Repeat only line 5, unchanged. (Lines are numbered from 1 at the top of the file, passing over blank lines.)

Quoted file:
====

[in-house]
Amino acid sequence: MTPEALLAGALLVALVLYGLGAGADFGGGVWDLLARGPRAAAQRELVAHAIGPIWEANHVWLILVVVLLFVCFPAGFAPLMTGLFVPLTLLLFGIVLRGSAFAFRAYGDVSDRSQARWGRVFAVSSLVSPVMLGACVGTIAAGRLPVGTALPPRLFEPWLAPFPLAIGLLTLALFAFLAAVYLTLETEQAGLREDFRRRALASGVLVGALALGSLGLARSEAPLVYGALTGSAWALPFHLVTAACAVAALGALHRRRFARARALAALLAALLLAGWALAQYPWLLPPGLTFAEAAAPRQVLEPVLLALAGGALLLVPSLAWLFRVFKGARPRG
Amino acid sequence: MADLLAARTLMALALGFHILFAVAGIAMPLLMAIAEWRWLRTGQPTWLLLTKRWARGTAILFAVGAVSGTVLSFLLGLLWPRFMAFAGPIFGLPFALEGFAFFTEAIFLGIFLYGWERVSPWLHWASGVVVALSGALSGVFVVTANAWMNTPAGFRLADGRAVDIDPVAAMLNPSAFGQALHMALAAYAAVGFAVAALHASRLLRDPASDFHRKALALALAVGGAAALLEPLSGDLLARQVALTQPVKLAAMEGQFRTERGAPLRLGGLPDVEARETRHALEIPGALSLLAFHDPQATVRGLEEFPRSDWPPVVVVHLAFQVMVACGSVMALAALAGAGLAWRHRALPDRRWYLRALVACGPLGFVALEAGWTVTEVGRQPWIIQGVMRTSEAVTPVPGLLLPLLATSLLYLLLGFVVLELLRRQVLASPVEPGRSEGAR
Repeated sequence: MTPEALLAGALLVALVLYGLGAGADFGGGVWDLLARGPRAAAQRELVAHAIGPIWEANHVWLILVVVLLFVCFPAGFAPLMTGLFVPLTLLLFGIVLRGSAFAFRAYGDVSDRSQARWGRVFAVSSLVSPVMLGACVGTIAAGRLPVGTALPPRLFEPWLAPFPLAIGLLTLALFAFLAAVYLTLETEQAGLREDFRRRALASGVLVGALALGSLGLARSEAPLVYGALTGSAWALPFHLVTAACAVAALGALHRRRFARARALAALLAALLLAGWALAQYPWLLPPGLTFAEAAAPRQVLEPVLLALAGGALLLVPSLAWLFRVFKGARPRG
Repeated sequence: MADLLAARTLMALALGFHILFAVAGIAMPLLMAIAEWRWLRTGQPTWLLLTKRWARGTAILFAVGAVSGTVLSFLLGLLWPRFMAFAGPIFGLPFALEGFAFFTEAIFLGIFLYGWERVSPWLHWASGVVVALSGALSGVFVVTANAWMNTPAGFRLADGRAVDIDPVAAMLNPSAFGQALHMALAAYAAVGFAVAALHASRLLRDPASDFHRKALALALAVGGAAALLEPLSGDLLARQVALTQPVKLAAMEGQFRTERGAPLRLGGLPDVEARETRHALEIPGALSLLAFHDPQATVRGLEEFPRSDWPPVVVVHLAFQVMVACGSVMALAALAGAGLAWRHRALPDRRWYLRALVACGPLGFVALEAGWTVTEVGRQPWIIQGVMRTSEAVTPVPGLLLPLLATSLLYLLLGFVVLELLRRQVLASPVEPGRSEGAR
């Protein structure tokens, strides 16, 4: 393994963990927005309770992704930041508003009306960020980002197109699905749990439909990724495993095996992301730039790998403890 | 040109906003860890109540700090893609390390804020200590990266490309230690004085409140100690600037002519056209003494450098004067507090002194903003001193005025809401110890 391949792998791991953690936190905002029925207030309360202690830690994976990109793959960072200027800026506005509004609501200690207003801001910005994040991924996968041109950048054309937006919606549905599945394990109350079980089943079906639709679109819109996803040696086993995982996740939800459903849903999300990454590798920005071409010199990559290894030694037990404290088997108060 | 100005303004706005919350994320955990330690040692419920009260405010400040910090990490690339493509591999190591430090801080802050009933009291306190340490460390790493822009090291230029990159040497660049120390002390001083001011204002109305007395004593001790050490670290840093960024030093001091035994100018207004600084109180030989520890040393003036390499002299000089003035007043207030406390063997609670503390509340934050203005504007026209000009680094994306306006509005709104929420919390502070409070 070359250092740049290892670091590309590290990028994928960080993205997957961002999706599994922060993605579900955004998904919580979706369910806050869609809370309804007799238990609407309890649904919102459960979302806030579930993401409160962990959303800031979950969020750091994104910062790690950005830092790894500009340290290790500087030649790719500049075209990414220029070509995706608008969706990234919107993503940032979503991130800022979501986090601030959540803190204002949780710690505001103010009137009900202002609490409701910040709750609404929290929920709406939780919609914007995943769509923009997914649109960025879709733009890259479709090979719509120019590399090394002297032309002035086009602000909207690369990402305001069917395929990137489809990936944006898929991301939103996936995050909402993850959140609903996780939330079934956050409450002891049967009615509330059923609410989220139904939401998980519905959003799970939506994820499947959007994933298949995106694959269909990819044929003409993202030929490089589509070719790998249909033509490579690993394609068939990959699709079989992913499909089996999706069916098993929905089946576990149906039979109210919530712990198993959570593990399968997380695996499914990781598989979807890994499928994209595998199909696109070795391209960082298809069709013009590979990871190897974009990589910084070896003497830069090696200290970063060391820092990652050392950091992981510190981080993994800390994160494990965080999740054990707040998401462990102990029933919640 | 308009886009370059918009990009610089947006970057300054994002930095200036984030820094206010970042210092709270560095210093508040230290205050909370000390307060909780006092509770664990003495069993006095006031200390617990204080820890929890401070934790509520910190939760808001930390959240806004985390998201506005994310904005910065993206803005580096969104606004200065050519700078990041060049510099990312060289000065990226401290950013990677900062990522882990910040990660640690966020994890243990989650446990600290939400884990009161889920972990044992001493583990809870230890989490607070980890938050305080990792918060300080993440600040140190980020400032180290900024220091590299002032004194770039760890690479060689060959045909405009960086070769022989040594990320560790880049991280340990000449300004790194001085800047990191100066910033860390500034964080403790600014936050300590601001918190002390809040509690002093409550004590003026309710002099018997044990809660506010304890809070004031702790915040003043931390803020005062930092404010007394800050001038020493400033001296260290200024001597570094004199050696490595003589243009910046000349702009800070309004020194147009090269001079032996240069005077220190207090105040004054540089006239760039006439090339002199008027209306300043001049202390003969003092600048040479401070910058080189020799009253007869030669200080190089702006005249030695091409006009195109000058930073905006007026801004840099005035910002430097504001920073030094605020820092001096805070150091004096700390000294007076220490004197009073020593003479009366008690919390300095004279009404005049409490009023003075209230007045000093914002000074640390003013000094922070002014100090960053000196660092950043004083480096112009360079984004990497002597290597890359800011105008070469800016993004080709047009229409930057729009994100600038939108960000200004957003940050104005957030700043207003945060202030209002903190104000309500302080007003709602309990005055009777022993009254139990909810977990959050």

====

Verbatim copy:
Repeated sequence: MADLLAARTLMALALGFHILFAVAGIAMPLLMAIAEWRWLRTGQPTWLLLTKRWARGTAILFAVGAVSGTVLSFLLGLLWPRFMAFAGPIFGLPFALEGFAFFTEAIFLGIFLYGWERVSPWLHWASGVVVALSGALSGVFVVTANAWMNTPAGFRLADGRAVDIDPVAAMLNPSAFGQALHMALAAYAAVGFAVAALHASRLLRDPASDFHRKALALALAVGGAAALLEPLSGDLLARQVALTQPVKLAAMEGQFRTERGAPLRLGGLPDVEARETRHALEIPGALSLLAFHDPQATVRGLEEFPRSDWPPVVVVHLAFQVMVACGSVMALAALAGAGLAWRHRALPDRRWYLRALVACGPLGFVALEAGWTVTEVGRQPWIIQGVMRTSEAVTPVPGLLLPLLATSLLYLLLGFVVLELLRRQVLASPVEPGRSEGAR